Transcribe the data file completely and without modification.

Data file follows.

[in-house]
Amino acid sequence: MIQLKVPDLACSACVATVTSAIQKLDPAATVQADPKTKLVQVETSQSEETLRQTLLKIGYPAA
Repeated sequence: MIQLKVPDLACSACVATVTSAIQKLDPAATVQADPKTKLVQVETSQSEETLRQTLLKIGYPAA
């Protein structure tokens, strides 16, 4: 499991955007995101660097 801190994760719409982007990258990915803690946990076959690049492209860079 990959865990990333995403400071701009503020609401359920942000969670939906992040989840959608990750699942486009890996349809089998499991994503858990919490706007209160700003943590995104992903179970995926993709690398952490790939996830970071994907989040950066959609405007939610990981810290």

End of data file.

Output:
[in-house]
Amino acid sequence: MIQLKVPDLACSACVATVTSAIQKLDPAATVQADPKTKLVQVETSQSEETLRQTLLKIGYPAA
Repeated sequence: MIQLKVPDLACSACVATVTSAIQKLDPAATVQADPKTKLVQVETSQSEETLRQTLLKIGYPAA
């Protein structure tokens, strides 16, 4: 499991955007995101660097 801190994760719409982007990258990915803690946990076959690049492209860079 990959865990990333995403400071701009503020609401359920942000969670939906992040989840959608990750699942486009890996349809089998499991994503858990919490706007209160700003943590995104992903179970995926993709690398952490790939996830970071994907989040950066959609405007939610990981810290």